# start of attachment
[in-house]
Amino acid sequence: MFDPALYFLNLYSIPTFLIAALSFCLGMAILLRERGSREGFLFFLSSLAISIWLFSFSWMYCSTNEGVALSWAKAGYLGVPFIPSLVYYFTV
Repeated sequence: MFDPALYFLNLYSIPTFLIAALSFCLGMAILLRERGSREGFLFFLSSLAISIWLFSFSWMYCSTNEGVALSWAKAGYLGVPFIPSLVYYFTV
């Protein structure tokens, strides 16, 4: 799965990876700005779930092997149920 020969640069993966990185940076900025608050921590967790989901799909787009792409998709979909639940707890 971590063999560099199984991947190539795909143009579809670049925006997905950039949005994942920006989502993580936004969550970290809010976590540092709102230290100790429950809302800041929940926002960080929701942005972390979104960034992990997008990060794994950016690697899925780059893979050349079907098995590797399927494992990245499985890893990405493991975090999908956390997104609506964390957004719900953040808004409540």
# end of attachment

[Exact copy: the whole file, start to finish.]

[in-house]
Amino acid sequence: MFDPALYFLNLYSIPTFLIAALSFCLGMAILLRERGSREGFLFFLSSLAISIWLFSFSWMYCSTNEGVALSWAKAGYLGVPFIPSLVYYFTV
Repeated sequence: MFDPALYFLNLYSIPTFLIAALSFCLGMAILLRERGSREGFLFFLSSLAISIWLFSFSWMYCSTNEGVALSWAKAGYLGVPFIPSLVYYFTV
């Protein structure tokens, strides 16, 4: 799965990876700005779930092997149920 020969640069993966990185940076900025608050921590967790989901799909787009792409998709979909639940707890 971590063999560099199984991947190539795909143009579809670049925006997905950039949005994942920006989502993580936004969550970290809010976590540092709102230290100790429950809302800041929940926002960080929701942005972390979104960034992990997008990060794994950016690697899925780059893979050349079907098995590797399927494992990245499985890893990405493991975090999908956390997104609506964390957004719900953040808004409540």